Fleet of stockpickers capitalizes on narrow aisles

Distributor’s new warehouse storage system calls for safer, more versatile forklifts.

By ·

, Canada’s largest distributor of premium bicycles, parts and accessories, employs 50 people in its 90,000-square-foot Ontario warehouse. As the company grew, it configured its newest warehouse space with narrow aisles and 32-foot tall racks. After deploying a fleet of lift trucks tailored to capitalize on the narrow aisles, the company improved operator safety, stability and productivity for lifting and picking large and heavy loads.

The company distributes up to 20,000 SKUs from complete bicycles to small parts. While the new racking and aisle configuration makes the most of every square foot, it puts a premium on lift truck maneuverability and reach. With the extended reach and narrow aisles, the setup also increased concerns for operator safety and overall comfort. According to, operations manager for the Live to Play Sports Group, the company’s eight stockpickers () needed to maneuver anywhere in the warehouse and help load and unload trailers.

“When we went to the new taller racks and narrower aisles, we knew our previous equipment just wouldn’t work out,” McDonald says. “The new stockpickers handled our increased activity while providing ergonomic and safety features that help ensure our operators remain both safe and productive. It’s like operating a luxury car. It’s a solid, stable lift truck on the floor and also at whatever height we choose.”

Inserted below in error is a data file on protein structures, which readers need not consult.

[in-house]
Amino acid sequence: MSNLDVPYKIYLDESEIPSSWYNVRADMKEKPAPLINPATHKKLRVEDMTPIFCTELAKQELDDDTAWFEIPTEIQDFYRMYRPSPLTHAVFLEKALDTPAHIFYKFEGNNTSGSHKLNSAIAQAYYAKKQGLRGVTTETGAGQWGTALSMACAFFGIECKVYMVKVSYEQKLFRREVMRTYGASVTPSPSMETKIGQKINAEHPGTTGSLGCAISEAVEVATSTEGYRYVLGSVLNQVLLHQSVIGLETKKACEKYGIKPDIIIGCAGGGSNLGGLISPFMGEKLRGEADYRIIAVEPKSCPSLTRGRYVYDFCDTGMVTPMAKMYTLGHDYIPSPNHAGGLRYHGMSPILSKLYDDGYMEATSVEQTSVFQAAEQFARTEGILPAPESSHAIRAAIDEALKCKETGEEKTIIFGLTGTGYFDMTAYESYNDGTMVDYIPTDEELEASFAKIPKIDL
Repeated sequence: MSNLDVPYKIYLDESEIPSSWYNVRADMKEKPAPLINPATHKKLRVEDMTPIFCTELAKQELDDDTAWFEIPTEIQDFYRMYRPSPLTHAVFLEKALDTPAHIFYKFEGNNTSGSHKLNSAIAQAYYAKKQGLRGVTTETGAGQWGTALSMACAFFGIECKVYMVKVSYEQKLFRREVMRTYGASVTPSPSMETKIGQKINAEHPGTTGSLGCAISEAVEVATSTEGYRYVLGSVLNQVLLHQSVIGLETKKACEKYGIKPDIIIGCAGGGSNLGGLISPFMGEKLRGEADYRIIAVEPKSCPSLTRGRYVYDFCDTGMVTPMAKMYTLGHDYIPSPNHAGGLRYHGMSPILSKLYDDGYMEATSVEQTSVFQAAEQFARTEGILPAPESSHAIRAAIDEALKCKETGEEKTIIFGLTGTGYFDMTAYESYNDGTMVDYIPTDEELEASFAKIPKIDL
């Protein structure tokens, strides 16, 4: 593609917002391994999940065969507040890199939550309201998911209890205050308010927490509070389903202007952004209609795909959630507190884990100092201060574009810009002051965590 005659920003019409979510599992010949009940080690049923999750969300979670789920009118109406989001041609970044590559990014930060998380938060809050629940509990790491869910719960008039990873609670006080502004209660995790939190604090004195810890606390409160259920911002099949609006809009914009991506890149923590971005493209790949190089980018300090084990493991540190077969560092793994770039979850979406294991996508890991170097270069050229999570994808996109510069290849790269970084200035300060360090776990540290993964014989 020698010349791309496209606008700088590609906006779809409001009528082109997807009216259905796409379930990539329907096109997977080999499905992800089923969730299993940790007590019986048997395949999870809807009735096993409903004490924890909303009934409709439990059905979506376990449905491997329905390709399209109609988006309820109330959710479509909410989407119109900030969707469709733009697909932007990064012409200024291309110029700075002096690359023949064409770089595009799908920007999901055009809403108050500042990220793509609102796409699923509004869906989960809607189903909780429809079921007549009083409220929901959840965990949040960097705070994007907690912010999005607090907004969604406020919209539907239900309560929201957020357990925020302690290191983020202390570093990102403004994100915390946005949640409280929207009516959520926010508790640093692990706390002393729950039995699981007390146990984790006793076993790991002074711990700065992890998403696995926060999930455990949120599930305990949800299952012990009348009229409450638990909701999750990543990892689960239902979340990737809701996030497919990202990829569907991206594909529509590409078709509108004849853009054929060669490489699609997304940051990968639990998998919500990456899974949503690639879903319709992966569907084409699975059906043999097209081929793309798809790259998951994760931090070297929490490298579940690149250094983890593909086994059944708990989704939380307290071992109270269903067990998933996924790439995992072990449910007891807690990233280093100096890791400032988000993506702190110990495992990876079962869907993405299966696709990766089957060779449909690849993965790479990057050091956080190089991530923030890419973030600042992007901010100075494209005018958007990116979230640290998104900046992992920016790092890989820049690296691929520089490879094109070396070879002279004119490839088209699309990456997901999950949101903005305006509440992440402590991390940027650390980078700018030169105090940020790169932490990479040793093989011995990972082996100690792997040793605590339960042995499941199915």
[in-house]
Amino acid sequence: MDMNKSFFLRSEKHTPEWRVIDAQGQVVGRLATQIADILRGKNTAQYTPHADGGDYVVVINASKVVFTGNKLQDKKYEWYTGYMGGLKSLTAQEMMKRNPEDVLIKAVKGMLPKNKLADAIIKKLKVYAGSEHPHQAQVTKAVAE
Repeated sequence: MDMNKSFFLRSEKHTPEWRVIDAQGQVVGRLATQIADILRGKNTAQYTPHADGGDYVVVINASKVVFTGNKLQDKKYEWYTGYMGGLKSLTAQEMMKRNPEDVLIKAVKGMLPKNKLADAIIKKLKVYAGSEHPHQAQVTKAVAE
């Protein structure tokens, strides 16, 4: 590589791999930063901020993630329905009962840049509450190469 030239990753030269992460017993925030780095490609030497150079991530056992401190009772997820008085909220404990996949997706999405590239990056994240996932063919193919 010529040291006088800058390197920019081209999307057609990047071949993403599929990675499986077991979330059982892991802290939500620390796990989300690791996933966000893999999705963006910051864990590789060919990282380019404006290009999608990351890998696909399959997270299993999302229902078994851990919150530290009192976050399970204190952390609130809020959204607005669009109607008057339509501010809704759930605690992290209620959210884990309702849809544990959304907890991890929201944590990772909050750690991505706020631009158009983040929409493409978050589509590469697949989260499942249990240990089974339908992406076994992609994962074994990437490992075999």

Although the new facility’s aisles are in some cases barely wider than the machine, the new forklifts’ wire guidance system makes finding, picking and relocating selected SKUs a faster and more efficient operation. McDonald says operators are more confident, and the transition from the company’s previous fleet was swift and smooth, taking only a fraction of the time the company expected.


About the Author

Josh Bond, Senior Editor
Josh Bond is Senior Editor for Modern, and was formerly Modern’s lift truck columnist and associate editor. He has a degree in Journalism from Keene State College and has studied business management at Franklin Pierce University.

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